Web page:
Distinct sensitivities to SARS-CoV-2 variants in vaccinated humans and mice

Alexandra C. Walls, Laura A. VanBlargan, Kai Wu, Angela Choi, Mary Jane Navarro, Diana Lee, Laura Avena, Daniela Montes Berrueta, Minh N. Pham, Sayda Elbashir, John C. Kraft, Marcos C. Miranda, Elizabeth Kepl, Max Johnson, Alyssa Blackstone, Kaitlin Sprouse, Brooke Fiala, Megan A. O'Connor, Natalie Brunette, Prabhu S. ArunachalamLisa Shirreff, Kenneth Rogers, Lauren Carter, Deborah H. Fuller, Francois Villinger, Bali Pulendran, Michael S. Diamond, Darin K. Edwards, Neil P. King, David Veesler

Research output: Contribution to journalArticlepeer-review


The emergence of severe acute respiratory syndrome coronavirus 2 (SARS-CoV-2) in 2019 has led to the development of a large number of vaccines, several of which are now approved for use in humans. Understanding vaccine-elicited antibody responses against emerging SARS-CoV-2 variants of concern (VOCs) in real time is key to inform public health policies. Serum neutralizing antibody titers are the current best correlate of protection from SARS-CoV-2 challenge in non-human primates and a key metric to understand immune evasion of VOCs. We report that vaccinated BALB/c mice do not recapitulate faithfully the breadth and potency of neutralizing antibody responses elicited by various vaccine platforms against VOCs, compared with non-human primates or humans, suggesting caution should be exercised when interpreting data obtained with this animal model.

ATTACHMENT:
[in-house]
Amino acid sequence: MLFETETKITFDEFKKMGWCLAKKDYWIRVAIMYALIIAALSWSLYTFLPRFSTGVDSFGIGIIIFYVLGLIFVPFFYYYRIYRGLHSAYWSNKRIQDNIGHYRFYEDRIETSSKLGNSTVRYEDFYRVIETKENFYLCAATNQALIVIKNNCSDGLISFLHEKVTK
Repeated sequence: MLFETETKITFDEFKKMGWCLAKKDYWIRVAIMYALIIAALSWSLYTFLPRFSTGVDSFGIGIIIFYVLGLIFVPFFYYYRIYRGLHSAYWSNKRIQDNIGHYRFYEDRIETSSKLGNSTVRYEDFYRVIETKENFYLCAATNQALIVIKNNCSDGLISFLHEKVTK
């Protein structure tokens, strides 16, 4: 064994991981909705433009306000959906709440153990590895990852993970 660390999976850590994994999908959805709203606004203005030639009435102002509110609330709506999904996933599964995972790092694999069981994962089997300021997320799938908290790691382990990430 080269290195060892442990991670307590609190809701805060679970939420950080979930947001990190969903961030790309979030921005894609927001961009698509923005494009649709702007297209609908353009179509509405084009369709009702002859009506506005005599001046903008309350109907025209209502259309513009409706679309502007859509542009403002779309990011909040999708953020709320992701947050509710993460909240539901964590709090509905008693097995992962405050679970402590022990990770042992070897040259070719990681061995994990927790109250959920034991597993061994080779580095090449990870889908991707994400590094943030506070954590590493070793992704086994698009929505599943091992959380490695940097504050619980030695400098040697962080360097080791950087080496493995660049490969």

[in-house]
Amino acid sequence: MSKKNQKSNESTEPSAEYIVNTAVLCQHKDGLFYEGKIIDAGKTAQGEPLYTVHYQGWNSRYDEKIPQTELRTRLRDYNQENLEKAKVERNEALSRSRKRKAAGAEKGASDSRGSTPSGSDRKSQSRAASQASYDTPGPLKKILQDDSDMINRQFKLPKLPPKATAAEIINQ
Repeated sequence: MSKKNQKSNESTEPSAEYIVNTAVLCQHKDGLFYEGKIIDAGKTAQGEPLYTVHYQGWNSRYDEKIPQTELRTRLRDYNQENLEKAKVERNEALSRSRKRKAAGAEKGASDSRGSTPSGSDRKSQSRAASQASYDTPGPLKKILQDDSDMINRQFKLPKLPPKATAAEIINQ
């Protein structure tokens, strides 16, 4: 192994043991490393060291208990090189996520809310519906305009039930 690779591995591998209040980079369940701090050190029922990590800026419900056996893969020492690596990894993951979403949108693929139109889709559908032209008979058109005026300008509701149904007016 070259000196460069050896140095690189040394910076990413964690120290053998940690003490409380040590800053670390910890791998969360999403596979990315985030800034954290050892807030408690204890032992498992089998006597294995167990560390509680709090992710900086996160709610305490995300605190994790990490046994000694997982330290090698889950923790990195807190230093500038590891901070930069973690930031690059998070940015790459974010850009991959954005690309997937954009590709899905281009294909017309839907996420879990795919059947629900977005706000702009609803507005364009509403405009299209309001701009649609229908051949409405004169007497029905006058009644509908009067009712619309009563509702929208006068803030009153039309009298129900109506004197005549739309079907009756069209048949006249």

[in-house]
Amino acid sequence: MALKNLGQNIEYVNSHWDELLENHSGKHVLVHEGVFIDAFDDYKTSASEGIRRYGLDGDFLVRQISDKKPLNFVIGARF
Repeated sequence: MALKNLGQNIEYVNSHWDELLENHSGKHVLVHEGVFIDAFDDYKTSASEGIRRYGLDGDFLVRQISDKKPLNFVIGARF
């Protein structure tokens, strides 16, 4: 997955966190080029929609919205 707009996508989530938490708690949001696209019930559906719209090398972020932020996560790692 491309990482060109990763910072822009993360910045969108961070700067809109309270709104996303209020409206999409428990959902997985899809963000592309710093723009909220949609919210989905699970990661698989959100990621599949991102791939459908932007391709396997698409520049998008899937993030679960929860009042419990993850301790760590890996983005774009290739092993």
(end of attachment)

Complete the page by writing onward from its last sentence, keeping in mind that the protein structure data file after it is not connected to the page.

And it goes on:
Original languageEnglish
Article number111299
JournalCell Reports
Issue number9
StatePublished - Aug 30 2022


  • antibodies
  • COVID-19
  • CP: Immunology
  • CP: Microbiology
  • humans
  • mouse
  • non-human primates
  • SARS-CoV-2
  • vaccines


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